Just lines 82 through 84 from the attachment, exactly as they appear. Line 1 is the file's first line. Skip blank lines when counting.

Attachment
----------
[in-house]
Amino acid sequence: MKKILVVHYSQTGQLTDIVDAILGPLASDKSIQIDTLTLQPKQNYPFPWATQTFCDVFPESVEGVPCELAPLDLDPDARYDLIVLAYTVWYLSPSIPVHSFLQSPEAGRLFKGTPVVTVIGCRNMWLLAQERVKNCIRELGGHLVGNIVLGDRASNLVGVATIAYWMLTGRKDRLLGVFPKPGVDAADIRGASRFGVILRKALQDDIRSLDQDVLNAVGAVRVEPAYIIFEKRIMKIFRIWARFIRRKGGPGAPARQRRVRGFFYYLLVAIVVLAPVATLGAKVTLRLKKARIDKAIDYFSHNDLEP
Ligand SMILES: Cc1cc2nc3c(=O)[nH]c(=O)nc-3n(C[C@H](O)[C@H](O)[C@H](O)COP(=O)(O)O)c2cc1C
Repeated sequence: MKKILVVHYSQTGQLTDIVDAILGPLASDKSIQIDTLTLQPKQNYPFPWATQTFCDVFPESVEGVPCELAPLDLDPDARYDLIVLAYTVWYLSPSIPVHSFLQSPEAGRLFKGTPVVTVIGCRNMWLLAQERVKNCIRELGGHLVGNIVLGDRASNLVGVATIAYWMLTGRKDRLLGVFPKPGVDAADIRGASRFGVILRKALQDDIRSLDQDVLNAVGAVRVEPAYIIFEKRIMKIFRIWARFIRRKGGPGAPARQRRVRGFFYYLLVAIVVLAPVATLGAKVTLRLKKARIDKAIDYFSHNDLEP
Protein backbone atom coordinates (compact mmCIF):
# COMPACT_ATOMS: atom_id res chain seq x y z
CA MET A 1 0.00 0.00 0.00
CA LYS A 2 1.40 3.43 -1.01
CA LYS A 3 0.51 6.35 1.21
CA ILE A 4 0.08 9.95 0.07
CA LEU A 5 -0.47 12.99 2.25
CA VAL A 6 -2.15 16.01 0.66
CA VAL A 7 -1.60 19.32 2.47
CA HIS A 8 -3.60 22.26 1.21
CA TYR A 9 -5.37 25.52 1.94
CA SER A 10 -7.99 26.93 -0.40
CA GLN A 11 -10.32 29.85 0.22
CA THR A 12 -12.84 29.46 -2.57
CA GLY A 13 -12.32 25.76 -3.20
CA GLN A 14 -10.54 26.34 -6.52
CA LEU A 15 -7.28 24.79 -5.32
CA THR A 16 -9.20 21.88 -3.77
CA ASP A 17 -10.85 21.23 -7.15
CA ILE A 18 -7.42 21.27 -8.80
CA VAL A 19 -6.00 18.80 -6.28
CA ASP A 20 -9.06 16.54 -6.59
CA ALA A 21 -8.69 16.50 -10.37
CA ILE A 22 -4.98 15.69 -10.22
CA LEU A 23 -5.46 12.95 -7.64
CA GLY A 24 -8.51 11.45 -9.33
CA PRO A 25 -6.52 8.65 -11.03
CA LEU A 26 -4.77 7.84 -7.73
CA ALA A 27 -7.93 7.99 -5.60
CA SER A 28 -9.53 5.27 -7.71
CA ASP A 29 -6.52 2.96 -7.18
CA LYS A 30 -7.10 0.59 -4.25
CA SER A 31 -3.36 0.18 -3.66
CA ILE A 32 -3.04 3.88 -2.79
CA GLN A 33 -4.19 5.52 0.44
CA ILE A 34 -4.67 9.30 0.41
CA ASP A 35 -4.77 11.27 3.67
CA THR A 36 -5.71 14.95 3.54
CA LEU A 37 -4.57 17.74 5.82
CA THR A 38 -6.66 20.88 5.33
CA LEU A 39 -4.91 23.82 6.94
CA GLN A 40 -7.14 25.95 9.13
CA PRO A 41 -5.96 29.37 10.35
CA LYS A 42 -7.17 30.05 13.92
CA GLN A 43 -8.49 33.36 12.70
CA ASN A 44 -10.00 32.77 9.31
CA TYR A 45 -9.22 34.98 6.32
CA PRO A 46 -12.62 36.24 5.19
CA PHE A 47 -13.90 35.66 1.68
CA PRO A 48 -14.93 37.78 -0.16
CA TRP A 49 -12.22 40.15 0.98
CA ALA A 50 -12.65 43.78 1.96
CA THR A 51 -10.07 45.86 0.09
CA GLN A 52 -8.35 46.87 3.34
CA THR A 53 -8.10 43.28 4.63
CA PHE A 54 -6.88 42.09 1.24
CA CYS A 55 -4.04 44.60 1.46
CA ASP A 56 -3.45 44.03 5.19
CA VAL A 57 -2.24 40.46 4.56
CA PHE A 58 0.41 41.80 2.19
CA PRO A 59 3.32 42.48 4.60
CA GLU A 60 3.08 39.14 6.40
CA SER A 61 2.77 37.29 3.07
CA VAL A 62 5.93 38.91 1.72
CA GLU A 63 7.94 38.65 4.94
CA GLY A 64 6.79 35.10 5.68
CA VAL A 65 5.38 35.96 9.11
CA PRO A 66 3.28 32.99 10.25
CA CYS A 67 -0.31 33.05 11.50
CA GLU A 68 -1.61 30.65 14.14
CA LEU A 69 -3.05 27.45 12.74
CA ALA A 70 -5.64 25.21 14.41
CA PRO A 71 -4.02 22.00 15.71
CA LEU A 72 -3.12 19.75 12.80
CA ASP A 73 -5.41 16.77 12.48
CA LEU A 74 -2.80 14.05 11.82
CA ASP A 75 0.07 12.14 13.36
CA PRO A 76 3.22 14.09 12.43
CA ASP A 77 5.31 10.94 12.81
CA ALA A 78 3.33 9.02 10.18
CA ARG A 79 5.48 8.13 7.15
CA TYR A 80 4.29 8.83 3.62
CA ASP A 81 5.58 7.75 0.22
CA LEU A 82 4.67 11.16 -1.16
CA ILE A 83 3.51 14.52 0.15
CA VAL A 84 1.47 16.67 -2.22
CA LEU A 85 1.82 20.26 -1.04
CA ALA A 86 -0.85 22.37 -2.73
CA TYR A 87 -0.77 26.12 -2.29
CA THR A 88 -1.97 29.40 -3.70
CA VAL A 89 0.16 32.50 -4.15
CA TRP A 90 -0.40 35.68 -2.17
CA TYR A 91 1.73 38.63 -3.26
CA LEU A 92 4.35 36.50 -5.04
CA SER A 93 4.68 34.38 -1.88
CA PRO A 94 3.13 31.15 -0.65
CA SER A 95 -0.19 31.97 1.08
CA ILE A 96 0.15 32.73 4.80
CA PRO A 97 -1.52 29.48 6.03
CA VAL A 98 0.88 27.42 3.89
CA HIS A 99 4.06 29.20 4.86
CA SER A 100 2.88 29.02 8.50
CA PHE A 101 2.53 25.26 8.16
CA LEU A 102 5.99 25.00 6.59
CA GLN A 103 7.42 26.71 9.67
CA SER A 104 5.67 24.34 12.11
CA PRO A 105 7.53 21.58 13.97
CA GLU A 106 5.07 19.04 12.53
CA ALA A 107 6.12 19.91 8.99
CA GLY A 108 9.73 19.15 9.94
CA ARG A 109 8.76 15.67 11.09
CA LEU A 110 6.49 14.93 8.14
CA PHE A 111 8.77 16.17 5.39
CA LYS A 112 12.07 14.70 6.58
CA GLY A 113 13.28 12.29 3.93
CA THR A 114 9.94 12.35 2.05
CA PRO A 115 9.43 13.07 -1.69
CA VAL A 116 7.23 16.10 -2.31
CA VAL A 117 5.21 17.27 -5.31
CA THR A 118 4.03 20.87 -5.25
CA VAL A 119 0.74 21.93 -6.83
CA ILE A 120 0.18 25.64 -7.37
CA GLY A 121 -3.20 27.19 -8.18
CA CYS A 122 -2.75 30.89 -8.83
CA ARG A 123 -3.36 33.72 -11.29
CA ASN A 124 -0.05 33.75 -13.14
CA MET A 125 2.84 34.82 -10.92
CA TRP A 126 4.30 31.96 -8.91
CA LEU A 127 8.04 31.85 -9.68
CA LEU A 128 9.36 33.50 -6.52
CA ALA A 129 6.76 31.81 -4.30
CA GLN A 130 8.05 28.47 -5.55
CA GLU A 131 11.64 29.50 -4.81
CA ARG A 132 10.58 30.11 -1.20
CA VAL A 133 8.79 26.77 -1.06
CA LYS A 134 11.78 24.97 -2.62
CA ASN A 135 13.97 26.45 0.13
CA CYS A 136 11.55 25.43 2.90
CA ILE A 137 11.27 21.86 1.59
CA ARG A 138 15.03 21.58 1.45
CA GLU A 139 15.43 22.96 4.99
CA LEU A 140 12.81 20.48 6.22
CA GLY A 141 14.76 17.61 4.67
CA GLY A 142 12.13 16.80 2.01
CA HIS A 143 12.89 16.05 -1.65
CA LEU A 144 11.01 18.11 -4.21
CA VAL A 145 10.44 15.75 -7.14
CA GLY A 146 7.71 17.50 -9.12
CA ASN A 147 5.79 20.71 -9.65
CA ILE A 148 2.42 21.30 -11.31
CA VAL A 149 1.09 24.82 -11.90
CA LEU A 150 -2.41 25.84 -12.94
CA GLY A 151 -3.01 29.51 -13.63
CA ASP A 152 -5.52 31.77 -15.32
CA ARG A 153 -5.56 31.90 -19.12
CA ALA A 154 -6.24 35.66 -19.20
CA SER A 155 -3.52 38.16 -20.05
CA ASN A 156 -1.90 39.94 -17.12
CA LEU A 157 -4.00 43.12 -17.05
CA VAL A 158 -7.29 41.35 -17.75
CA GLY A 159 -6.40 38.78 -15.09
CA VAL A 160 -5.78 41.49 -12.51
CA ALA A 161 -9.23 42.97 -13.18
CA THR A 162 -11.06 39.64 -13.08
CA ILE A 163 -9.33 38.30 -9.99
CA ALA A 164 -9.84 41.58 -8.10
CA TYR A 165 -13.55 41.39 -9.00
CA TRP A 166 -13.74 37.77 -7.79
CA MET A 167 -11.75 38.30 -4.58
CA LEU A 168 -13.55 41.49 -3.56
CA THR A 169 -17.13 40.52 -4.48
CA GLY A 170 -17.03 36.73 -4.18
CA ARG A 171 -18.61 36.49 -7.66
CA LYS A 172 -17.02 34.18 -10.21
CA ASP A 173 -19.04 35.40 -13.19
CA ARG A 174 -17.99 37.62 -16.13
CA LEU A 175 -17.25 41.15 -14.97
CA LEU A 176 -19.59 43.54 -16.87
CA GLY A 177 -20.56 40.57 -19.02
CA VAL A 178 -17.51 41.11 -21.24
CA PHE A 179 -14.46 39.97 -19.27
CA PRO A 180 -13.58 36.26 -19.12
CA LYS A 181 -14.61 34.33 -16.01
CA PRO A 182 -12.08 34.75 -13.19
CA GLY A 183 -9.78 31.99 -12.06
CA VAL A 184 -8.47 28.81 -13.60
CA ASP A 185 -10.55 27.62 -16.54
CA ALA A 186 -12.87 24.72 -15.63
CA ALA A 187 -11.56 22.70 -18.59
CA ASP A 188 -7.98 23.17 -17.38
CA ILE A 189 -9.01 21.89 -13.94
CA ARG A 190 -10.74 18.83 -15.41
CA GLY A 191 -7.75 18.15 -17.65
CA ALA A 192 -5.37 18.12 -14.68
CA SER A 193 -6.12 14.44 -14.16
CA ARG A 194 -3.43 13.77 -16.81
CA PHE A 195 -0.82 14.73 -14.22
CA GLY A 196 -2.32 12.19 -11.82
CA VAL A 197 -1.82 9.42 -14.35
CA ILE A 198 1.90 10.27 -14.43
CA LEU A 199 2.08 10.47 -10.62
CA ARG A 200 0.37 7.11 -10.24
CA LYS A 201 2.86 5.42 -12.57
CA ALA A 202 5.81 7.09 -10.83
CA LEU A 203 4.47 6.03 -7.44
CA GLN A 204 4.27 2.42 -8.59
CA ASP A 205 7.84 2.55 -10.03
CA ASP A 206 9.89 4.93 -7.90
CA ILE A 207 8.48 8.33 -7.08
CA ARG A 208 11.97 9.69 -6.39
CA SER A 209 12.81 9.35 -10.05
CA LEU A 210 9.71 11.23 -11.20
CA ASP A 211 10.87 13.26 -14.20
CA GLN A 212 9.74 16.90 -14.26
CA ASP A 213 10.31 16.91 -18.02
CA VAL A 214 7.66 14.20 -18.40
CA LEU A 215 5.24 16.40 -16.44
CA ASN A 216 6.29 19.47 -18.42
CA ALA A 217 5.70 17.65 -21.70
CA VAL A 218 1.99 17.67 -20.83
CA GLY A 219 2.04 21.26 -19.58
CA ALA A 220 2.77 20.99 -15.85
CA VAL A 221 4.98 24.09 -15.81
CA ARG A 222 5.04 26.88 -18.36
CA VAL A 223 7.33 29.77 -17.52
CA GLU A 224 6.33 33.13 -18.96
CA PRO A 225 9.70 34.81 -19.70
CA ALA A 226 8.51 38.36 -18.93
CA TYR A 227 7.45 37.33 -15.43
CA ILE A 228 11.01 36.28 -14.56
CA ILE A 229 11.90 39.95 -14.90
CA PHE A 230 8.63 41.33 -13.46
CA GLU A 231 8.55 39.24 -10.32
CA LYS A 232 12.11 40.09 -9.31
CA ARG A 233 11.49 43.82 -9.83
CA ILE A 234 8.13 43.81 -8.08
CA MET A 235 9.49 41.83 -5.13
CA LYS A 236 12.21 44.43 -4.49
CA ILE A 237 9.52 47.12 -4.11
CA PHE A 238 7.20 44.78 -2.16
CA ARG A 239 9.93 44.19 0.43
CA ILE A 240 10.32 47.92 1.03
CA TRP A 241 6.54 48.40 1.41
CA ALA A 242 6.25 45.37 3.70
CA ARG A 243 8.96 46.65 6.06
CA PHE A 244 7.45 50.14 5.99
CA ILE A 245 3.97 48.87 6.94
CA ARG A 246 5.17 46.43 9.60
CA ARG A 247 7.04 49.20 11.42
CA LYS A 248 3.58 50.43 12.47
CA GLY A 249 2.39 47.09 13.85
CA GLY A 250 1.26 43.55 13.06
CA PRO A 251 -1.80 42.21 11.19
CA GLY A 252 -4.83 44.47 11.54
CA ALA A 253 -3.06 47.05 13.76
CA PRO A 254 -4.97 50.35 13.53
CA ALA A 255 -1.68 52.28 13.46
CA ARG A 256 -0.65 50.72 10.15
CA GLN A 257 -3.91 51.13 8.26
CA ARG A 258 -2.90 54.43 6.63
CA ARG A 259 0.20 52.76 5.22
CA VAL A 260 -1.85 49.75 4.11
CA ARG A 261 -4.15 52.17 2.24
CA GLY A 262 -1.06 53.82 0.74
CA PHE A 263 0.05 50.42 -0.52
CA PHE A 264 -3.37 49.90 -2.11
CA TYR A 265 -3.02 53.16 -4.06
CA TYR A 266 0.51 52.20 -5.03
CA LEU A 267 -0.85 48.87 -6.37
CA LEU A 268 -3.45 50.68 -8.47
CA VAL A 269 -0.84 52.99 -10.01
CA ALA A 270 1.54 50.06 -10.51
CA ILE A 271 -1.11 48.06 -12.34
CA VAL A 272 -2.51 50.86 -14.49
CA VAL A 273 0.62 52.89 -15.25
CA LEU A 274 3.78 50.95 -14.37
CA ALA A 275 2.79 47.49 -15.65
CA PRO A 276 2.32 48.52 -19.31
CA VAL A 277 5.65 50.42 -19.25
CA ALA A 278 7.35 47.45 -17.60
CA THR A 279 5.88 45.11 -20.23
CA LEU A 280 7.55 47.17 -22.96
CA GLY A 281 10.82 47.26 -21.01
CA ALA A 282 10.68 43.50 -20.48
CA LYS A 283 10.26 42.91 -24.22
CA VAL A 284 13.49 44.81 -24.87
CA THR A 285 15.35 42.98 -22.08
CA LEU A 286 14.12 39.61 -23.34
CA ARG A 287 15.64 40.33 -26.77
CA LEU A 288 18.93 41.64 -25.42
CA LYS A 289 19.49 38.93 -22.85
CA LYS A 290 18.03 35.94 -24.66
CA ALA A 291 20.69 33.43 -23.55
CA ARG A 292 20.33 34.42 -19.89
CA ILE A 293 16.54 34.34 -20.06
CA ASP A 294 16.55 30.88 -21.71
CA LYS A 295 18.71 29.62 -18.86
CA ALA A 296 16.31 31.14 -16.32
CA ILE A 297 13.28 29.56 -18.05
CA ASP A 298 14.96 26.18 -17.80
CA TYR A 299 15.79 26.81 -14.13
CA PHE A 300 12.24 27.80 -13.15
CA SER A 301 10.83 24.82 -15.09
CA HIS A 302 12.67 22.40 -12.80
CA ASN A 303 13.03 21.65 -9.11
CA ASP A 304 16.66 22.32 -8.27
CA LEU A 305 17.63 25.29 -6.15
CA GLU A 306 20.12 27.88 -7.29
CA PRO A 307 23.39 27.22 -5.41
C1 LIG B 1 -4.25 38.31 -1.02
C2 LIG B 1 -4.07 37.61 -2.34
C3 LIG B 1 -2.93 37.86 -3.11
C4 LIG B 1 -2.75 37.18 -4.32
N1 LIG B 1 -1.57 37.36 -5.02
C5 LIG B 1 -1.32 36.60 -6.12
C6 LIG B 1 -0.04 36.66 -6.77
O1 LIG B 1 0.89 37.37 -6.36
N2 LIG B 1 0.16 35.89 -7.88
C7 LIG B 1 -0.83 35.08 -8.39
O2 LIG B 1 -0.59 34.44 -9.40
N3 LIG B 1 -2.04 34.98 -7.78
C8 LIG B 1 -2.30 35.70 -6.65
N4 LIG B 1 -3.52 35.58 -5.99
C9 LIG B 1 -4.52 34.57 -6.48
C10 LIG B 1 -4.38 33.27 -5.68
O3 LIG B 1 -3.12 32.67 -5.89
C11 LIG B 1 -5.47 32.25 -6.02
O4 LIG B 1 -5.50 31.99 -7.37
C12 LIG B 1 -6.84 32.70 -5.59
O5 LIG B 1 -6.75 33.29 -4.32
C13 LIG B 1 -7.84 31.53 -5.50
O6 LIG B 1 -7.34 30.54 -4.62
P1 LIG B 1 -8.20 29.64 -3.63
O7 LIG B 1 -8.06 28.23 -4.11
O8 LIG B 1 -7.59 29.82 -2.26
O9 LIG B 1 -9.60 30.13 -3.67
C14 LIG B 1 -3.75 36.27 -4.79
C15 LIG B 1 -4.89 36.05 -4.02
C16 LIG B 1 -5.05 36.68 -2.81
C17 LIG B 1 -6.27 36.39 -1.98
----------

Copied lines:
CA PRO A 76 3.22 14.09 12.43
CA ASP A 77 5.31 10.94 12.81
CA ALA A 78 3.33 9.02 10.18